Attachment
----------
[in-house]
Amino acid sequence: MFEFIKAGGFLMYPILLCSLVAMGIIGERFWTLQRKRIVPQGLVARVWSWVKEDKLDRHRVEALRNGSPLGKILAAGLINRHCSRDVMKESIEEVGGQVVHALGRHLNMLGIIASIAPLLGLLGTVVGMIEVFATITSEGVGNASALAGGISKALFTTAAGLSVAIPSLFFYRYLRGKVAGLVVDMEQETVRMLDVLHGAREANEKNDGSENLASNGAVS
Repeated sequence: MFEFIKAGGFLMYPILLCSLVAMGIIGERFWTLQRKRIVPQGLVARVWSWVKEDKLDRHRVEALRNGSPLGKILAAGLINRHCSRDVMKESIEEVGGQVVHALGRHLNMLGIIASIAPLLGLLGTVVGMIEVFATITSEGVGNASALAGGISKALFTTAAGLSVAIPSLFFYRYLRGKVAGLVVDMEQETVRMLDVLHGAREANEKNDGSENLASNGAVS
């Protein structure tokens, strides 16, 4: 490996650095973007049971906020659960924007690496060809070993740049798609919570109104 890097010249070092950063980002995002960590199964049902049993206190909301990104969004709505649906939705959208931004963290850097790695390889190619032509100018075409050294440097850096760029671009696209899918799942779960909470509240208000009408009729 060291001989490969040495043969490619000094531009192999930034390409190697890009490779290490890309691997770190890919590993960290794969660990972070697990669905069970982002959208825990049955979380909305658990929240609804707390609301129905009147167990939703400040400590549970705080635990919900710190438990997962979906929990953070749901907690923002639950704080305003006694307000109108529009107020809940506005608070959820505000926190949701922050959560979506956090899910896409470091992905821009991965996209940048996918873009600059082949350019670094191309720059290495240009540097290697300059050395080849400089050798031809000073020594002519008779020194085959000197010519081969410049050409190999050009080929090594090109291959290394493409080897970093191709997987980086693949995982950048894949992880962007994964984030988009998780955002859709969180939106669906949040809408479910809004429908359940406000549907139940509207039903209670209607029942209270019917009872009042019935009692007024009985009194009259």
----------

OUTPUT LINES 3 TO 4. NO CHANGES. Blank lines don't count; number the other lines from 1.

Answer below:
Repeated sequence: MFEFIKAGGFLMYPILLCSLVAMGIIGERFWTLQRKRIVPQGLVARVWSWVKEDKLDRHRVEALRNGSPLGKILAAGLINRHCSRDVMKESIEEVGGQVVHALGRHLNMLGIIASIAPLLGLLGTVVGMIEVFATITSEGVGNASALAGGISKALFTTAAGLSVAIPSLFFYRYLRGKVAGLVVDMEQETVRMLDVLHGAREANEKNDGSENLASNGAVS
């Protein structure tokens, strides 16, 4: 490996650095973007049971906020659960924007690496060809070993740049798609919570109104 890097010249070092950063980002995002960590199964049902049993206190909301990104969004709505649906939705959208931004963290850097790695390889190619032509100018075409050294440097850096760029671009696209899918799942779960909470509240208000009408009729 060291001989490969040495043969490619000094531009192999930034390409190697890009490779290490890309691997770190890919590993960290794969660990972070697990669905069970982002959208825990049955979380909305658990929240609804707390609301129905009147167990939703400040400590549970705080635990919900710190438990997962979906929990953070749901907690923002639950704080305003006694307000109108529009107020809940506005608070959820505000926190949701922050959560979506956090899910896409470091992905821009991965996209940048996918873009600059082949350019670094191309720059290495240009540097290697300059050395080849400089050798031809000073020594002519008779020194085959000197010519081969410049050409190999050009080929090594090109291959290394493409080897970093191709997987980086693949995982950048894949992880962007994964984030988009998780955002859709969180939106669906949040809408479910809004429908359940406000549907139940509207039903209670209607029942209270019917009872009042019935009692007024009985009194009259």